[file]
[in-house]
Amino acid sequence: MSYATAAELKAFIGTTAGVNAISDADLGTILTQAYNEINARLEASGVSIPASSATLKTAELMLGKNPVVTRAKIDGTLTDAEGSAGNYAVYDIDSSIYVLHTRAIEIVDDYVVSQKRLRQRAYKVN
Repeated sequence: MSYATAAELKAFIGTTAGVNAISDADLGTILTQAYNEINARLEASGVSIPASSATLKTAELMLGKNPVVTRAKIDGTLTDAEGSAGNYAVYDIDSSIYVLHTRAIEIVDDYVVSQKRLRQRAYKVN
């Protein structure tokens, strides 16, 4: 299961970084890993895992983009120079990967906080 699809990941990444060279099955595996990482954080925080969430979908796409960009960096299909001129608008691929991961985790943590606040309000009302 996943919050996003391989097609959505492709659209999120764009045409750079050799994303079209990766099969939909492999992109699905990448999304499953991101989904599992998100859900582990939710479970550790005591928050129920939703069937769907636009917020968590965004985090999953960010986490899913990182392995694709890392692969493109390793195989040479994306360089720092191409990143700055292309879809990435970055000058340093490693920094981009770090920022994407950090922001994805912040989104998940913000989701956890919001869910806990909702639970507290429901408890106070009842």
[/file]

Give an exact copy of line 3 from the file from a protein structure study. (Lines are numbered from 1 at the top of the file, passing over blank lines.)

Repeated sequence: MSYATAAELKAFIGTTAGVNAISDADLGTILTQAYNEINARLEASGVSIPASSATLKTAELMLGKNPVVTRAKIDGTLTDAEGSAGNYAVYDIDSSIYVLHTRAIEIVDDYVVSQKRLRQRAYKVN